ODU Enters New Era for Arts with Village Dedication

ODU Enters New Era for Arts with Village Dedication


By Tom Robinson


Fine arts at Old Dominion entered a new era Wednesday when President John R. Broderick dedicated two new buildings and an amphitheater bearing the names of longtime friends and benefactors of the University.


“We deeply appreciate your gifts and what they mean to the University, what they mean to our students and what they mean to the Hampton Roads community,” Broderick told Richard and Carolyn Barry, Macon and Joan Brock and James Hixon at the “Arts in the Village” celebration on Monarch Way.


Before 250 guests, who later toured the venues and enjoyed performances, artisan demonstrations and catered food, Broderick said the Barry Arts Building, the James A. Hixon Studio Art Building and the Brock Commons amphitheater complete Old Dominion’s vision for a centralized hub for fine, studio and theatre arts.


“This solidifies Old Dominion’s rank among Virginia universities as a place that puts the arts in a spotlight,” Broderick said.


Joining the Baron and Ellin Gordon Art Galleries and the Goode Theatre on Monarch Way, in the University Village, the cutting-edge facilities offer Old Dominion students and faculty a wealth of academic opportunities and Hampton Roads residents a vibrant destination for performances, demonstrations, festivals and exhibits.


“These facilities are going to allow us to expand our talents to become better performers, artists and teachers,” Christian Hayward, a senior vocal performance major, told the guests. “I can speak on behalf of my friends, colleagues and fellow performers by saying that what you have done for us will live on for generations. And the things we will learn here will stay with us the rest of our lives.”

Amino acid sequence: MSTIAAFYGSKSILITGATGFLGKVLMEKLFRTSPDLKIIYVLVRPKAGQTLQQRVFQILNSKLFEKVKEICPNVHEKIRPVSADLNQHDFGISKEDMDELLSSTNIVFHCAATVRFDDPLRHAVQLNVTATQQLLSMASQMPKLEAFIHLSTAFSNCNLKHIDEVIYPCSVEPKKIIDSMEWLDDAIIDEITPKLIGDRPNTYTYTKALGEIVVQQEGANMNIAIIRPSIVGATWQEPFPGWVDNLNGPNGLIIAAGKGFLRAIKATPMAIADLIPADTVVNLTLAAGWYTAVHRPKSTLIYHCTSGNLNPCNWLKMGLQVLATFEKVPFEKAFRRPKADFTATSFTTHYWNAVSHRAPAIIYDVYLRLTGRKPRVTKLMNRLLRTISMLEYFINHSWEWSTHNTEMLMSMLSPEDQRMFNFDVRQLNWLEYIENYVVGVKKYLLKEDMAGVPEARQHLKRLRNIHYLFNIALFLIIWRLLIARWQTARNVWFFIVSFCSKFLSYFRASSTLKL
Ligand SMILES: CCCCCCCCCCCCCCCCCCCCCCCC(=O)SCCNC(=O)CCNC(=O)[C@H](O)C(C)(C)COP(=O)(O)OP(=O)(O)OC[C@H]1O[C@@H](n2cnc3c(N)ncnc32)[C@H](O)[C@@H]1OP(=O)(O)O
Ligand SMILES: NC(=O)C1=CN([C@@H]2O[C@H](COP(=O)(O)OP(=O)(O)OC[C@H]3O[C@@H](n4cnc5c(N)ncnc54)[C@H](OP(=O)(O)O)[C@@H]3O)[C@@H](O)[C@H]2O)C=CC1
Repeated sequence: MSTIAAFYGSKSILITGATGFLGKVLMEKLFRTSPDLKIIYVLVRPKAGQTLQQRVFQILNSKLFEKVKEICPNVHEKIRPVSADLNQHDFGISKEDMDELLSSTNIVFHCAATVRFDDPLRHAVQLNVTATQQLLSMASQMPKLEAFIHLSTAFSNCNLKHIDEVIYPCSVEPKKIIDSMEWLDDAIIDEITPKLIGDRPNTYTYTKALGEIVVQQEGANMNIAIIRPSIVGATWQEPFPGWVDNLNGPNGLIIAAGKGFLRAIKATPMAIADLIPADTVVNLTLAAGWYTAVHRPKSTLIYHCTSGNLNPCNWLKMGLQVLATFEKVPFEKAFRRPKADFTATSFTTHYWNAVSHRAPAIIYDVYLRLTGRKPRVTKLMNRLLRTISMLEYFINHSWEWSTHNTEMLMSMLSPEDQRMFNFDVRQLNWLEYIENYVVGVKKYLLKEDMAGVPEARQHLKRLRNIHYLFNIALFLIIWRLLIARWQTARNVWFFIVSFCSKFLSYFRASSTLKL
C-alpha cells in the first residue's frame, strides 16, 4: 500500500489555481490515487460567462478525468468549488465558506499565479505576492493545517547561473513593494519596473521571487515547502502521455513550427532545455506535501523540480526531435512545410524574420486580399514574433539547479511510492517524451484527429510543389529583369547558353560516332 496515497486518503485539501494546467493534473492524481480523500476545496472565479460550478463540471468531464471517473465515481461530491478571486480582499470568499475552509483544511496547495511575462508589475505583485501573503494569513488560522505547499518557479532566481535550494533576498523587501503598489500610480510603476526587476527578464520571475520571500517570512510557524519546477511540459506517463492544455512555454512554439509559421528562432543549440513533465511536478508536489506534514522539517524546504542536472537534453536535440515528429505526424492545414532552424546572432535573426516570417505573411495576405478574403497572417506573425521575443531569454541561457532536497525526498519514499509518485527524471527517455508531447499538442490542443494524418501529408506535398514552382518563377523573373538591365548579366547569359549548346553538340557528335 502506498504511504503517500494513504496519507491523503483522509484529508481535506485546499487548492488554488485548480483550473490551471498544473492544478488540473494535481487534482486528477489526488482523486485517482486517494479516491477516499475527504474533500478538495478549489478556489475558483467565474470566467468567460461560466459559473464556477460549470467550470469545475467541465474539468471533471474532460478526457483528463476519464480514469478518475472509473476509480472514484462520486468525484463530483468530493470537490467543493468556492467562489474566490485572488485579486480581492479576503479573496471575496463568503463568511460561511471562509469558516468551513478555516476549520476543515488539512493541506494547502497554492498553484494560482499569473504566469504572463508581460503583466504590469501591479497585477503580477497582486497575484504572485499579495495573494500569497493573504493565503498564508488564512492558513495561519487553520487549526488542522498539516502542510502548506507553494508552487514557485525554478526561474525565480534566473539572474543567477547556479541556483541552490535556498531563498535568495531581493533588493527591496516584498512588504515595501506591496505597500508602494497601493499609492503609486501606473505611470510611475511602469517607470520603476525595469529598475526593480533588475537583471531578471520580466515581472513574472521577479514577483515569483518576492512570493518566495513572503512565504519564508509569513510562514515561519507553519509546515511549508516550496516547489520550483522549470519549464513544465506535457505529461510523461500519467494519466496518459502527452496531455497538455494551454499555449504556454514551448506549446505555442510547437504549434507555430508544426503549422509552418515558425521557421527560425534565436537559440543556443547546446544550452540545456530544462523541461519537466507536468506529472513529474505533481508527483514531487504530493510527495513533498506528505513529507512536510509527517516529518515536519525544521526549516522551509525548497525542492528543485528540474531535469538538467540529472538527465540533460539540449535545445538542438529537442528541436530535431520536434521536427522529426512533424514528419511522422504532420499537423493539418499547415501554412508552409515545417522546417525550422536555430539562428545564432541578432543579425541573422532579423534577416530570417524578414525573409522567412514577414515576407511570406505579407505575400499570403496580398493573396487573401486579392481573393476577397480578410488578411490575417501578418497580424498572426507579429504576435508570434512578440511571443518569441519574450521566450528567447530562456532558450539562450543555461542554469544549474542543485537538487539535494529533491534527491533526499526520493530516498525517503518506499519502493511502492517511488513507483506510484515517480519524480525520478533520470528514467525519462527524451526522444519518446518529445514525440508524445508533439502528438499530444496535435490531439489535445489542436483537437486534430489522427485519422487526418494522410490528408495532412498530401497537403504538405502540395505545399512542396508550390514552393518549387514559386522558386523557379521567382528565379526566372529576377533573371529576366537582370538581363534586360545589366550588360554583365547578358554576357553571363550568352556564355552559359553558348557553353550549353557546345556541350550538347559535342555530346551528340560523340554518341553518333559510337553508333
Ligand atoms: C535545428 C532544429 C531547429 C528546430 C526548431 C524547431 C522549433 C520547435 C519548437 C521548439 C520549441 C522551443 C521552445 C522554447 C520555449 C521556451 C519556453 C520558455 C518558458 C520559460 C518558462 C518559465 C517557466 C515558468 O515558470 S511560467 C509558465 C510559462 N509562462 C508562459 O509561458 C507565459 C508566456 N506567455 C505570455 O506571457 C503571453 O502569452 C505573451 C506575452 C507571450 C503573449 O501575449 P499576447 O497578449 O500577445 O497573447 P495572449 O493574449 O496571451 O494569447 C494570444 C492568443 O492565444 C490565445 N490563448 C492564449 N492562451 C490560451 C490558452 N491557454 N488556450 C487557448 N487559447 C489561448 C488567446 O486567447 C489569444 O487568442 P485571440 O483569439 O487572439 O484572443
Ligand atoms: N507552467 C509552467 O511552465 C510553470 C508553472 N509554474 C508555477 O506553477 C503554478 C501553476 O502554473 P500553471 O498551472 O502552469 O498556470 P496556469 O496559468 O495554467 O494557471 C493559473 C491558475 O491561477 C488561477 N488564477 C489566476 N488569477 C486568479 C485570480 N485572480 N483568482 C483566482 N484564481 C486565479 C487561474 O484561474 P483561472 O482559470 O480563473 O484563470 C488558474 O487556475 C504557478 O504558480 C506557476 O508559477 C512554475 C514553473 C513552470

The Barrys donated $2 million to help bring the Barry Arts Building to life. The $13 million, 39,000-square foot building has three floors of offices, classrooms and studios, in addition to two of the finest art history libraries in the country – the Elise N. Hofheimer Art Library and the Jean Outland Chrysler Library of the Chrysler Museum of Art.


The latter had outgrown the Chrysler Museum in downtown Norfolk, which Richard Barry recalled with amusement as the spark for he and his wife’s involvement in the Arts Village. Carolyn Barry has been a docent at the Chrysler Museum for more than 30 years.


“The first thing we did was come see John Broderick and ask him if he had a place to put the library,” said Barry, the retired vice chairman of Landmark Communications and a former rector of ODU’s board of visitors. “He said, ‘No, but we can create one.’’’


Barry noted that, as a child attending nearby Larchmont Elementary School, he rode his bike through the neighborhood, comprised largely of derelict houses, that is now home to his state-of-the-art namesake building.


“This remarkable growth and development in recent years is very much because of President Broderick’s visionary leadership across the board,” Barry said.


James Hixon, executive vice president of law and corporate relations for Norfolk Southern Corporation and a former ODU board member, said he was thrilled to contribute to the arts village that now features the 26,000 square-foot, $6 million Hixon art studio.


“This will help transform Old Dominion’s impact on the arts,” Hixon, who donated $1 million, said of the arts village. “It gives students modern facilities to develop their skills and a venue in which to display those skills.”


The Brocks, who gave $1 million to help complete the $3 million outdoor amphitheater, were recently named national “Outstanding Philanthropist 2015” by the Association of Fundraising Professionals. Joan Brock holds a master’s in humanities from ODU, and she praised the University for its leadership-role in the arts.


“This is the hub of creativity in our region now,” she said. “With these new facilities, the sky’s the limit.”